Improving your project management - groups and individuals

Project management and knowledge management are about getting things done.  I attended and spoke at the Center for Business Information (CBI) 6th Annual Forum on Knowledge Management this week in Philadelphia. Rather than talk about knowledge management directly, I opted to speak about managing projects - whether they are KM or other types.  If you are curious, here is the mind map that I used to structure my talk (full map for the very curious).

PM for KM overview

I spent most of the time speaking about the challenges people have in project management and some of the underlying causes.  I reflected back on the vicious cycle of how organizations operate (one version here) that almost guarantees projects will be late.  And then, of course, talked about some options on changing the way we operate. Those are:

  • Encourage focus (no multitasking)
    • limit how much work is active
    • full kit - don't start the work without having everything you need to do the work
  • Discourage local rules
    • keeping people busy makes for too much multitasking
    • finishing tasks "on time" doesn't ensure project success
  • Create a mechanism for priority 

Of course, Critical Chain Project Management is a great solution, and I have had great successes with this approach. CCPM does this by ensuring the planned project doesn't reinforce the idea of multitasking (critical chain = the longest chain of resource dependent activities). And CCPM pulls safety out of individual tasks and puts it where it belongs: the project, where it can be monitored and used to help determine priority and attention required of the project.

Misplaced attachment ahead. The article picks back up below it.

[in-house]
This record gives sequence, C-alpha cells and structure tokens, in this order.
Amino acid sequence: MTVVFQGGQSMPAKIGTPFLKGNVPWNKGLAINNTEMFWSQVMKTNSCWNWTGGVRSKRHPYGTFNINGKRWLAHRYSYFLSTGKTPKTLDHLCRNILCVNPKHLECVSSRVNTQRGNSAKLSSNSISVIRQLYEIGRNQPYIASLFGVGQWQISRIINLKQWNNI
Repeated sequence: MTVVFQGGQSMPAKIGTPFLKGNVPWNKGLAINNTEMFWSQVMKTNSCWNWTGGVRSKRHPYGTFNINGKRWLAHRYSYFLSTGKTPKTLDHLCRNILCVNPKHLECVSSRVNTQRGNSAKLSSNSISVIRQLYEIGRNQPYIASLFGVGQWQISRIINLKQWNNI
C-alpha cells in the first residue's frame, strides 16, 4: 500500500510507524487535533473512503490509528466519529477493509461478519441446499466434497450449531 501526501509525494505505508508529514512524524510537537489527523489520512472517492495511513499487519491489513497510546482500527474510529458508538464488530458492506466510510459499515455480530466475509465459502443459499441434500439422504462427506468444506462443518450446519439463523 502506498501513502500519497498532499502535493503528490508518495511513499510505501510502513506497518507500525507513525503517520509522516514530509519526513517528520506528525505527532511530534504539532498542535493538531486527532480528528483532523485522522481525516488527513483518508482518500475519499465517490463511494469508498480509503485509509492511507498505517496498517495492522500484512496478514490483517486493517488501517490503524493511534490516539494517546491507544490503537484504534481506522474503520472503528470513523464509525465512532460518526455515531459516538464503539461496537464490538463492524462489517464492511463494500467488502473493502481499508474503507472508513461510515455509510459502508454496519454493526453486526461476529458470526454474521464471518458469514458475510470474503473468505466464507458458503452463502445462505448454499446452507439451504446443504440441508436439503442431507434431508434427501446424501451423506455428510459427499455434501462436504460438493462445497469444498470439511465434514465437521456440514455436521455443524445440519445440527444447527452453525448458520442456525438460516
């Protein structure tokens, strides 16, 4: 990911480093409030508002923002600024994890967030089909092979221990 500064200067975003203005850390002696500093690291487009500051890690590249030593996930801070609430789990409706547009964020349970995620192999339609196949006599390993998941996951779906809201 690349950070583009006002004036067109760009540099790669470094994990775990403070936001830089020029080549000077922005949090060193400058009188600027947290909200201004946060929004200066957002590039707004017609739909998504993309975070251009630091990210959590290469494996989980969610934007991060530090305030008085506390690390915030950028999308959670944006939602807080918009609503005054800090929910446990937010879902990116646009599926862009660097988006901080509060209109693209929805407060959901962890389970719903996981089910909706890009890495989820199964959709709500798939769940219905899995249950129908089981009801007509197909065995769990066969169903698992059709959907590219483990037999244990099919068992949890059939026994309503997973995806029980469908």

Vinson Kanban Example But what if you don't have the authority to change project management in your company? There are some great ideas out there for personal effectiveness and "time management" that strive for the same goals about multitasking and getting stuff done. I mentioned the idea of Kanban boards and related mechanism.  The key behind them is that they help small groups and individuals separate the "things I should do" from the "things I'm doing now."  Separate the great ideas from what you have decided to do. And keep the number of active items to a minimum, so that they get to DONE quickly.

For reference, here are some starting points on what to read next. On the CCPM side of things:

And on the Kanban / Personal Effectiveness side of things:

The conference was intimate. And the interactions superb, as usual. Thanks to CBI for inviting me. (And to Kate Pugh for the suggestion.)

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